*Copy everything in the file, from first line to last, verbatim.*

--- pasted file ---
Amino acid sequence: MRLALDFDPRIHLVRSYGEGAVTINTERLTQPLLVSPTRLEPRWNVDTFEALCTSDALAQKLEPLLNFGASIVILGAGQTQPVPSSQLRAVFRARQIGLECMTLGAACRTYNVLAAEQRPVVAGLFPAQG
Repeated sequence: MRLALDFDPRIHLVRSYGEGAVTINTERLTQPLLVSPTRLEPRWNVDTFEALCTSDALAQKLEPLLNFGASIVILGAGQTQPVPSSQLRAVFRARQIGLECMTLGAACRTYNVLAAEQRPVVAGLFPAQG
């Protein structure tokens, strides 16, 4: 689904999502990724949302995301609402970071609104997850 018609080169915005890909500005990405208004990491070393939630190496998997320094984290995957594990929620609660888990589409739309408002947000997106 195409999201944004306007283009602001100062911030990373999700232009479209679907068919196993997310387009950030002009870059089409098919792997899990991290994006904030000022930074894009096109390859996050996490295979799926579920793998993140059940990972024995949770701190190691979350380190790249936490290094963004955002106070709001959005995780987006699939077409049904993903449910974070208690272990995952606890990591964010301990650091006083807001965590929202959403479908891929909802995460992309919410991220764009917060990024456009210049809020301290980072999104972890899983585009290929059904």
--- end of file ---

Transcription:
Amino acid sequence: MRLALDFDPRIHLVRSYGEGAVTINTERLTQPLLVSPTRLEPRWNVDTFEALCTSDALAQKLEPLLNFGASIVILGAGQTQPVPSSQLRAVFRARQIGLECMTLGAACRTYNVLAAEQRPVVAGLFPAQG
Repeated sequence: MRLALDFDPRIHLVRSYGEGAVTINTERLTQPLLVSPTRLEPRWNVDTFEALCTSDALAQKLEPLLNFGASIVILGAGQTQPVPSSQLRAVFRARQIGLECMTLGAACRTYNVLAAEQRPVVAGLFPAQG
């Protein structure tokens, strides 16, 4: 689904999502990724949302995301609402970071609104997850 018609080169915005890909500005990405208004990491070393939630190496998997320094984290995957594990929620609660888990589409739309408002947000997106 195409999201944004306007283009602001100062911030990373999700232009479209679907068919196993997310387009950030002009870059089409098919792997899990991290994006904030000022930074894009096109390859996050996490295979799926579920793998993140059940990972024995949770701190190691979350380190790249936490290094963004955002106070709001959005995780987006699939077409049904993903449910974070208690272990995952606890990591964010301990650091006083807001965590929202959403479908891929909802995460992309919410991220764009917060990024456009210049809020301290980072999104972890899983585009290929059904």